Case 3: A functionally-failing 2-channel scaler IC of about 2000 transistors did not produce light emission for a normal application of vectors. However, it was noticed that the quiescent power supply current (IDDQ) spiked for about 0.25 seconds during power-up. The EMMI was put in the integration mode and the IC was repeatedly powered up. Several n-channel transistors showed light emission in a row of flip-flops (Figure 17). Upon further inspection, these transistors were found to not be defective, but were being driven by a clock line that had a metallization open circuit. The clock line provided the clock signal input to the flip-flops. The light emitting n-channel transistors were in the inverters which were the first gates connected to the clock input inside the flip-flops. This case illustrates another type of failure analysis situation in which the light emitting devices may not be defective, but their emission is a result of a defect or failure mechanism in the electrical (nodal) vicinity.
Case 4: This IC is a custom interface controller with about 8000 transistors (2000 logic gates) and was manufactured using the same technology as the IC of Case 3 (Sandia's 4/3 technology: 4 µm minimum width metal and 3 µm minimum width polysilicon ). This IC failed due to a photoresist defect which produced a metallization patterning error that shorted the output of a 2-NAND to VDD. Photoemission was observed in one of the n-channel transistors of this logic gate (IDS for both 2-NAND n-channel transistors in series was about 4 mA at VDD =5 V). The reason for light emission from only one of the two n-channel transistors will be discussed in the next section.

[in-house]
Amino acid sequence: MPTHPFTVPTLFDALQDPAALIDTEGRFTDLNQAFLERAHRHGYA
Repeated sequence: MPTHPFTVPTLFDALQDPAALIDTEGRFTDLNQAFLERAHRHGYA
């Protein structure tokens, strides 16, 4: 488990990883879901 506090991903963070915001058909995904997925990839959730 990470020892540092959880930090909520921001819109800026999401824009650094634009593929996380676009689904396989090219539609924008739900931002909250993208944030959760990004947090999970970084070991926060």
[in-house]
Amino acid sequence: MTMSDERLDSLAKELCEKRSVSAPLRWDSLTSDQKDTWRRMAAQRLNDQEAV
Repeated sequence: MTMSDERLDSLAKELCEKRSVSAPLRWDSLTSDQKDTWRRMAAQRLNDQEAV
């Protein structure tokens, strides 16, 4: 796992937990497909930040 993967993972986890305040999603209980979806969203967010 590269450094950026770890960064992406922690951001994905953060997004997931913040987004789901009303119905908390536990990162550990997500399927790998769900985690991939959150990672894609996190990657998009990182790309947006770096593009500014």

Photoemission microscopy is a powerful tool for CMOS failure analysis. In certain cases, small submicron defects or failure mechanisms can be identified within minutes of equipment setup with this nondestructive analysis technique. This technique is particularly useful in quickly locating certain defects, such as "soft" pn junctions and gate oxide shorts. The electrical stimuli (test vectors) required to expose these particular defects can often be the random states associated with power-up of the IC. For very low level defect light emission, continuous cycling of the IC over many millions of test vectors can identify the defect using the photoemission microscope integration mode. The location of non-light-emitting defects by identification of hot electron photoemission in transistors driving the defect is less straightforward but can also be very effective. The data presented here and by others show that light emission will not occur unless the drive transistor has terminal voltages that place it into a saturated bias state. The saturated bias state is defined as the region where VDS > VGS - VT and VGS > VT (VT = threshold voltage). A high electric field in the channel is a necessary requirement for transistor photoemission. The magnitude of the drain current is not directly correlated with this photoemission.